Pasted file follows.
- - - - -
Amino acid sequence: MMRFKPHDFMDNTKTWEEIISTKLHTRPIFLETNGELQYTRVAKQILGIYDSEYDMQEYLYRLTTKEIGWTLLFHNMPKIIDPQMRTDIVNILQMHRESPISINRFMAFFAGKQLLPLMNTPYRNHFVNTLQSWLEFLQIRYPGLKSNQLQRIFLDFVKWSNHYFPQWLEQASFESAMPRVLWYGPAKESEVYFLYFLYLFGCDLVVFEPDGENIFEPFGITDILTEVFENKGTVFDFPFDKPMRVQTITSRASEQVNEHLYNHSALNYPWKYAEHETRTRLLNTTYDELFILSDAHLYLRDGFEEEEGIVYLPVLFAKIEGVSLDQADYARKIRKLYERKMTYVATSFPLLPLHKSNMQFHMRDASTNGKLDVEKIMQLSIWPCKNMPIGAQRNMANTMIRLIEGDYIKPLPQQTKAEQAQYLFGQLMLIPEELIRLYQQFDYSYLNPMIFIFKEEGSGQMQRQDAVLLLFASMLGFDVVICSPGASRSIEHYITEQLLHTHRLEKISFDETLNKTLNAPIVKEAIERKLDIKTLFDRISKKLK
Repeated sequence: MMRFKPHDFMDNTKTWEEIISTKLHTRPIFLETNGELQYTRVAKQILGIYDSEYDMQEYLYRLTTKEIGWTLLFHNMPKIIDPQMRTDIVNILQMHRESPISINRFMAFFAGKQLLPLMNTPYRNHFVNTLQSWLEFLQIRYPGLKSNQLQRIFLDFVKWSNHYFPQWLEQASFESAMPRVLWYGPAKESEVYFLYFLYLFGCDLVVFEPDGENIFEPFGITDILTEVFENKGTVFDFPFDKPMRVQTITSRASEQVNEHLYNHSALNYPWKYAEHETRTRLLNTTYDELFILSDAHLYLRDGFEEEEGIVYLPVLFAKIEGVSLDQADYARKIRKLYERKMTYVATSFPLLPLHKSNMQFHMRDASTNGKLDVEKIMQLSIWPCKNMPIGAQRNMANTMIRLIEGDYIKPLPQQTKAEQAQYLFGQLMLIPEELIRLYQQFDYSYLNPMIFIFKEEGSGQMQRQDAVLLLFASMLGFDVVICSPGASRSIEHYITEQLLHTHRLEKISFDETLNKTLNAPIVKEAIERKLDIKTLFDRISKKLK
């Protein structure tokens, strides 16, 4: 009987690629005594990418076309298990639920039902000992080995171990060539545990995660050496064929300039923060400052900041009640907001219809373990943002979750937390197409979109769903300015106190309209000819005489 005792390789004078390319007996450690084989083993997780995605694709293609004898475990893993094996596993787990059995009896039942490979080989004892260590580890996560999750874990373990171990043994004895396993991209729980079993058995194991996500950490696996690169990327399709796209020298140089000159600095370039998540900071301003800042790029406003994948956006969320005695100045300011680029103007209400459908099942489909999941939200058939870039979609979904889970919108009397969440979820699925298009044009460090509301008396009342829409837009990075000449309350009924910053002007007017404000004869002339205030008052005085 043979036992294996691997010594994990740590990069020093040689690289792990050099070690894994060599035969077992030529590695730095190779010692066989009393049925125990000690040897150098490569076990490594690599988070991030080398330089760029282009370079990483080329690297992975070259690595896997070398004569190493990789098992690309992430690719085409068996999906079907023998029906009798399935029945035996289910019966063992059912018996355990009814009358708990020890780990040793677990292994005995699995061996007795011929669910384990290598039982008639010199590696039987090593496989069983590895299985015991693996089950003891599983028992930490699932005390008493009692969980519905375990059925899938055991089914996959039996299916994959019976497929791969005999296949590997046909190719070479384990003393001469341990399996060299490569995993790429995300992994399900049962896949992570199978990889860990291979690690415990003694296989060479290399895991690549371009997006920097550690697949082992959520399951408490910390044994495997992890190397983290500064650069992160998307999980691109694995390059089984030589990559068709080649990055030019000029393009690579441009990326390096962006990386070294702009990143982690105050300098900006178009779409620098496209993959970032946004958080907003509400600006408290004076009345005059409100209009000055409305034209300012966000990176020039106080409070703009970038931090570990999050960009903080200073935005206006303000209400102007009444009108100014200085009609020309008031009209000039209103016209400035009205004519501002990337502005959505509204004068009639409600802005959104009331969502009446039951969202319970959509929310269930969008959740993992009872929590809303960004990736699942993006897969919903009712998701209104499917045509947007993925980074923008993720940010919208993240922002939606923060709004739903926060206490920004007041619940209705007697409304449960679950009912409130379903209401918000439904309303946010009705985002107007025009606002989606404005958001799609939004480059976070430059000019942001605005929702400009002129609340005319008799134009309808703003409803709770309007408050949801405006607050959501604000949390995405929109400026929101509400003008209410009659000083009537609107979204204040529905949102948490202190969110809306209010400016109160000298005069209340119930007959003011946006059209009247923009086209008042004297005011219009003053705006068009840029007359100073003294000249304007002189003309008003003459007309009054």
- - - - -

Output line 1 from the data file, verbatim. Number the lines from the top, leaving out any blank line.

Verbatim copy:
Amino acid sequence: MMRFKPHDFMDNTKTWEEIISTKLHTRPIFLETNGELQYTRVAKQILGIYDSEYDMQEYLYRLTTKEIGWTLLFHNMPKIIDPQMRTDIVNILQMHRESPISINRFMAFFAGKQLLPLMNTPYRNHFVNTLQSWLEFLQIRYPGLKSNQLQRIFLDFVKWSNHYFPQWLEQASFESAMPRVLWYGPAKESEVYFLYFLYLFGCDLVVFEPDGENIFEPFGITDILTEVFENKGTVFDFPFDKPMRVQTITSRASEQVNEHLYNHSALNYPWKYAEHETRTRLLNTTYDELFILSDAHLYLRDGFEEEEGIVYLPVLFAKIEGVSLDQADYARKIRKLYERKMTYVATSFPLLPLHKSNMQFHMRDASTNGKLDVEKIMQLSIWPCKNMPIGAQRNMANTMIRLIEGDYIKPLPQQTKAEQAQYLFGQLMLIPEELIRLYQQFDYSYLNPMIFIFKEEGSGQMQRQDAVLLLFASMLGFDVVICSPGASRSIEHYITEQLLHTHRLEKISFDETLNKTLNAPIVKEAIERKLDIKTLFDRISKKLK